Small Things Matter
We were racing around the island on the final day of the program. We won the start, were first to the windward mark, and never made any tactical or strategic errors. Nevertheless, two boats passed us, pushing us into third. In our post-race debrief the helmsman asked what happened. I paused before sharing my most profound comment of the year, then said “We spent too much time going slow.”
You see, when the puffs hit, the boat would round up, luffing the sails. The new driver responded sluggishly, slowing the boat slightly, and costing us a few feet on our position with each puff. The lost distance wasn’t even enough to see, but over the dozens of puffs during the race, it added up to set us back two places at the finish.
It was an example in which small things mattered, and it wasn’t unique. Glance at the column of numbers to the left. Quickly, and without doing the calculation, what do you guess is their sum?
The raindrop doesn't blame itself for the flood. – Douglas Adams
The answer is three thousand. If you guessed less than that, you’re not alone. Our brains aren’t very good at accumulating the contributions of many small items. This is why we can often be surprised when we get our credit card bills at the end of the month. The numbers add up quickly. It is another example in which small things matter.
Compound interest is also an example where small things matter. You have probably seen the charts where a 10% return on a $100 monthly retirement contribution adds up to nearly half a million dollars in a 40-year working career. Small things do matter.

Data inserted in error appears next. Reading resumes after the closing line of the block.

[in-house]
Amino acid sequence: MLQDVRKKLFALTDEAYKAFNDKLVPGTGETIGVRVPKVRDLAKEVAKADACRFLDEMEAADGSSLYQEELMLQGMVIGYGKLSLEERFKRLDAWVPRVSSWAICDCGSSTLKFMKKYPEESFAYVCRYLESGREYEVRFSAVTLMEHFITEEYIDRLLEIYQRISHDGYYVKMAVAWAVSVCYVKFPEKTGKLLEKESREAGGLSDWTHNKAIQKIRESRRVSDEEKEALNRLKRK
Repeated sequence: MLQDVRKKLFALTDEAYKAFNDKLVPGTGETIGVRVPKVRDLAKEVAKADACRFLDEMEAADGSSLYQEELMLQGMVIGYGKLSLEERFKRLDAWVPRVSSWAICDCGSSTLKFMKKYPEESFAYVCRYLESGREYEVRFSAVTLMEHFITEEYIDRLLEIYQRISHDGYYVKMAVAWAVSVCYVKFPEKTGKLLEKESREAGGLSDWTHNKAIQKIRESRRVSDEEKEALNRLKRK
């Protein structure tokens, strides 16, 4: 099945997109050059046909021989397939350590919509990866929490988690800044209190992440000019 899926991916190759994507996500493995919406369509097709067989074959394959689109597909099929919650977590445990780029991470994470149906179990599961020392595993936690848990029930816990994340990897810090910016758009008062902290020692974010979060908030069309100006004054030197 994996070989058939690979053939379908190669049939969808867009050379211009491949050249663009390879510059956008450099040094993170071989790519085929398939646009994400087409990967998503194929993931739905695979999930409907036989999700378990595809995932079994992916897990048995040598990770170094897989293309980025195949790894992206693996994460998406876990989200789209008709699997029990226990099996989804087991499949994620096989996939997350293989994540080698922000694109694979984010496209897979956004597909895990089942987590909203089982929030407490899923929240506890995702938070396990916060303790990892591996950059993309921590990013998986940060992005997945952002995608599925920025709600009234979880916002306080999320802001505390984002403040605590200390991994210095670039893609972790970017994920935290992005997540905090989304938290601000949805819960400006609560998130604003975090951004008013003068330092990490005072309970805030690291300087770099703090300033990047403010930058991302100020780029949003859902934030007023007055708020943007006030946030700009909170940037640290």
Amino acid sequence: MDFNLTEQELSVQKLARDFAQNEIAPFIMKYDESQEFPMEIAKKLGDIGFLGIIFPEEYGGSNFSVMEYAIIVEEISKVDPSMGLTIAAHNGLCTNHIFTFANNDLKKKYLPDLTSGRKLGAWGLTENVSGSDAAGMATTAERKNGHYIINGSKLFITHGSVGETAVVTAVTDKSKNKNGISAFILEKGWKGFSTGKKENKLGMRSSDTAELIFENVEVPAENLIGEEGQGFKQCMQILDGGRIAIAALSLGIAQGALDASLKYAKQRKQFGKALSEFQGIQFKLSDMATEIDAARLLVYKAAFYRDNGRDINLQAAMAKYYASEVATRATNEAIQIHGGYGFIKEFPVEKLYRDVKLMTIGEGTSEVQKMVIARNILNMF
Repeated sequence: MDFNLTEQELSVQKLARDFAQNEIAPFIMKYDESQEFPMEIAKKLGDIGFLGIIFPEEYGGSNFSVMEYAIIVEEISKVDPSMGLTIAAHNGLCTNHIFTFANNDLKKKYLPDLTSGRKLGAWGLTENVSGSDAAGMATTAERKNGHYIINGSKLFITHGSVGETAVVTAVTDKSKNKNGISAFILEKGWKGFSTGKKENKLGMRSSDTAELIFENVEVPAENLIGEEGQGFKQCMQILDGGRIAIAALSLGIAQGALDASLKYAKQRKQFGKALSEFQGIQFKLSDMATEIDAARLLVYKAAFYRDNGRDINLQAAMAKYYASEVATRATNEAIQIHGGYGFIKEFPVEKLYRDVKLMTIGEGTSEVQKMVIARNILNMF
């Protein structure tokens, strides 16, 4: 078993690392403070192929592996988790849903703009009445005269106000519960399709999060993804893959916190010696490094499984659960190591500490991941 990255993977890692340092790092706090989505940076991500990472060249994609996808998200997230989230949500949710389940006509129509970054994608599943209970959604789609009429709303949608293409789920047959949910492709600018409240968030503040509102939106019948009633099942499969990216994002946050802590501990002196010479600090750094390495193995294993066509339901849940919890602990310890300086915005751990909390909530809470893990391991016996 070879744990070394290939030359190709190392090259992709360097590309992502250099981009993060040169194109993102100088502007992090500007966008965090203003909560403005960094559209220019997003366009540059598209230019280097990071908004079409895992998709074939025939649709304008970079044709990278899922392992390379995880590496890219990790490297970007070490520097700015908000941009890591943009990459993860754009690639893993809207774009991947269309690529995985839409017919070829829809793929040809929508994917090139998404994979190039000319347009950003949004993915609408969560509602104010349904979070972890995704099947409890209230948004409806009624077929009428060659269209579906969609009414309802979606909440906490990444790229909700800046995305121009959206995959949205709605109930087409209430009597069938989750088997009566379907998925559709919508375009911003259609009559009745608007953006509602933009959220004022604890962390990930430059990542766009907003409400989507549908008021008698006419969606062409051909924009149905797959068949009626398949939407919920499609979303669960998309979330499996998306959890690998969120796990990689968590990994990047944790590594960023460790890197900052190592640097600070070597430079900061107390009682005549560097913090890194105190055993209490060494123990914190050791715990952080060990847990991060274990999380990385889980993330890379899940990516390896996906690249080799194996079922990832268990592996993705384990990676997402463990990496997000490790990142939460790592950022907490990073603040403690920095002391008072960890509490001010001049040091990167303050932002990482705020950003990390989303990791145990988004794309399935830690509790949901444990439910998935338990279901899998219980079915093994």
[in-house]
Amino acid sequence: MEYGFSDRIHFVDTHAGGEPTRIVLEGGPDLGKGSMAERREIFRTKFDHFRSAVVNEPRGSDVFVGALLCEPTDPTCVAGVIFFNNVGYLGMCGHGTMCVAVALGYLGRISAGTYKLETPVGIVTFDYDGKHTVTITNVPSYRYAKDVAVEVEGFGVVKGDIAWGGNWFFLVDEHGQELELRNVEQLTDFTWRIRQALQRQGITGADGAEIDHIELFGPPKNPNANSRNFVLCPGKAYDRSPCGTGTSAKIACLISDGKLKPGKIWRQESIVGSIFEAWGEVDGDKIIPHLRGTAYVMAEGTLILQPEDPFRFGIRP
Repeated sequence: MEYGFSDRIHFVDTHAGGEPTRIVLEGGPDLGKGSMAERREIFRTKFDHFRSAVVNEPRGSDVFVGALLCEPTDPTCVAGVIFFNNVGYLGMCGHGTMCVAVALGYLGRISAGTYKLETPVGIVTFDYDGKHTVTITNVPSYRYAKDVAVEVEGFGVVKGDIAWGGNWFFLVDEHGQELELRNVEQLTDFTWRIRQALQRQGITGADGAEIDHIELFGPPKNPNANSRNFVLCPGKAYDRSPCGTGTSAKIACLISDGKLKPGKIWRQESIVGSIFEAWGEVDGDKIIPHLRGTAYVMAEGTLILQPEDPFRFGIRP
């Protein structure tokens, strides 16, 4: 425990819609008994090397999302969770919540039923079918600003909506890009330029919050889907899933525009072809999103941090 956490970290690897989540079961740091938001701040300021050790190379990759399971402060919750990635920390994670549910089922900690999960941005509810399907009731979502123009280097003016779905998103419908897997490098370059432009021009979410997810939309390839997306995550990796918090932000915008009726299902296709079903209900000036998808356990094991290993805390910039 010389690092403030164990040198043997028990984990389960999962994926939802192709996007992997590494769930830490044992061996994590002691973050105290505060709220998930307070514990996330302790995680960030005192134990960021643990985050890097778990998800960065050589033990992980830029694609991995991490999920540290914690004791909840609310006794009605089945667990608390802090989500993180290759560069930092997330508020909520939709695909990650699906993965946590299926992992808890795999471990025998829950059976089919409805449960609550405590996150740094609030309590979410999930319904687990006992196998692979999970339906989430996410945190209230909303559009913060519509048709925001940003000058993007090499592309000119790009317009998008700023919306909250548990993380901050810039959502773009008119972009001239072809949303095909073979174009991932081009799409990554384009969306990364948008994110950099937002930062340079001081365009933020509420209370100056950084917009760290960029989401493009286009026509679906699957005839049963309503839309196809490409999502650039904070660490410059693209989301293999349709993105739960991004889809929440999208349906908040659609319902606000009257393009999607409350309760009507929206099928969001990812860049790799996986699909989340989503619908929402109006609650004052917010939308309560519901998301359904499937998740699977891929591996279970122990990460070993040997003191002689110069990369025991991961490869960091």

Compound interest is the eighth wonder of the world. – Albert Einstein
What is less obvious, is how small choices in our behavior matter. A few years ago, I spent time as the deckhand on a private ferry. I determined in my first week to learn the names of the passengers and to greet them by name when they boarded the boat at 5:30 in the morning. That was it. When I left the position six months later, there was a huge outpouring from the passengers, and two of them told me that me saying good morning to them was the best part of their day. It doesn’t take much to make a difference. Small things do matter.
Most of us aren’t defeated in one decisive battle; we are defeated one tiny, seemingly insignificant surrender at a time that chips away at who we really should be. That’s how we lose. – Jocko Willink
The converse is also true. When we fail to follow through on our word, miss appointments, or are late, it lowers people’s expectations of our future performance, and reduces the opportunities that are presented to us. We don’t see how much harm we are doing to ourselves, so our behavior doesn’t change. But over time the cost is huge. These small things DO matter.